We introduce a color digital holographic microscope for measuring the biological content of water samples. Our
approach uses single shot RGB exposure in an in-line holographic setup to obtain color images. With the
application of appropriate numerical algorithms we can fulfill color crosstalk compensation, segmentation, and
twin image removal tasks, and we obtain good quality color image reconstructions with 1μm resolution from
a 1mm3 volume. We briefly compare the conventional color CCD/CMOS and the Foveon X3 sensor for color
digital holographic applications. The in-line holographic setup and reconstruction algorithms are presented with
demonstrative simulations, experimentally captured and numerically reconstructed images.
Our digital holographic (DH) approach can be used to study tissue structures both in vitro and in vivo. This
DHM architecture can produce three color microscopic 3D and 4D (video) images. We record 3 color (RGB)
holograms with single exposures, and the perfect compensation of color crosstalk is solved. An in-line holographic
setup and reconstruction algorithms are presented with demonstrative simulations and experimentally captured
and numerically reconstructed images. Comparing the individually reconstructed color images with each other
can provide information both for recognition of different types of cells or microorganisms, and for diagnostic
purposes as well. Experimental example is given observing microscopic hydro-biological organisms using a color
digital holographic microscope.
Combining high-end sensor, display and field programmable gate array technologies a new combined optically
addressable spatial light modulator device is developed, and built. Parallel, programmable hardware provides an efficient
way to process the measured wavefront data. Using these data and appropriate phase modulation of the built in LCOS
display a complete adaptive optic system can be implemented. As it is built from commercially available, sophisticated
components it provides an affordable solution, without real compromise between the achievable resolution, speed and
overall performance. Primarily, we intend to apply this device in solar telescopes, where high speed, high resolution,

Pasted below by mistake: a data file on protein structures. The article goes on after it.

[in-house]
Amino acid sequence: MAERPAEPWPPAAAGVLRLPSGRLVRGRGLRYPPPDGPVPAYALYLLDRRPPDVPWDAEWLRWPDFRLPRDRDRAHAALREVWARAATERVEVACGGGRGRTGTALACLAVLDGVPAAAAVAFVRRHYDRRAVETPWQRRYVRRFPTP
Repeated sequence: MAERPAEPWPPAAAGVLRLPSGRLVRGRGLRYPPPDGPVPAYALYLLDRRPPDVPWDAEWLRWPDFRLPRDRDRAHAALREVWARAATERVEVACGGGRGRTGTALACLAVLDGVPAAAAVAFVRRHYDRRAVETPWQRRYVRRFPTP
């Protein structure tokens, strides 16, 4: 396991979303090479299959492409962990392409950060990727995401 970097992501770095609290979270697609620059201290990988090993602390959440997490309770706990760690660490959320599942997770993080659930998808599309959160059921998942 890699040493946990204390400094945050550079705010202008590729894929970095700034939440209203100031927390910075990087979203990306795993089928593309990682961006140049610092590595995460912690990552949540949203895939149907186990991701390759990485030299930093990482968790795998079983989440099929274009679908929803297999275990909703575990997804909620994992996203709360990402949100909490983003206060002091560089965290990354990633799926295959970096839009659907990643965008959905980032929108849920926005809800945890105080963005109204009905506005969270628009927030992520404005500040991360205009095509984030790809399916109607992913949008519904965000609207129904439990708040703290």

correlation based wavefront sensing is required.
A portable programmable opto-electronic analogic CNN computer (Laptop-POAC) has been built and used to recognize and track targets. Its kernel processor is a novel type of high performance optical correlator based on the use of bacteriorhodopsin (BR) as a dynamic holographic material. This optical CNN implementation combines the optical computer's high speed, high parallelism (≈106 channel) and large applicable template sizes with flexible programmability of the CNN devices. Unique feature of this optical array computer is that programming templates can be applied either by a 2D acousto-optical deflector (up to 64x64 pixel size templates) incoherently or by an LCD-SLM (up to 128x128 size templates) coherently. So it can work both in totally coherent and partially incoherent way, utilizing the actual advantages of the used mode of operation. Input images are fed-in by a second LCD-SLM of 600x800 pixel resolution. Evaluation of trade-off between speed and resolution is given. Novel and effective target recognition and multiple-target-tracking algorithms have been developed for the POAC. Tracking experiments are demonstrated. Collision avoidance experiments are being conducted. In the present model a CCD camera is recording the correlograms, however, later a CNN-UM chip and a high-speed CMOS camera will be applied for post-processing.
A change of raster size of multi-beam laser scanner systems (laser-printer, laserplotter, laser image recorder) of fixed overlapping ratio can be produced by a change of focal length of the imaging system. For having a maximal depth of focus (DOF) both for the raster size (beam-axis or vertex imaging) and for the Gaussian beam diameter a telecentric/confocal arrangement is the best solution. In certain cases (e.g.when the whole optics is to be moved along the scanned surface) the length of the optical structure must be fixed. To keep the total length of the optical system constant we decompose the optical system into a telecentric/confocal subsystem and into an afocal subsystem. This decomposition is of high importance as well, if the total imaging system has to be cut into a standing piece and a moving piece. We establish constraints and fundamental rules for dimensioning such a system.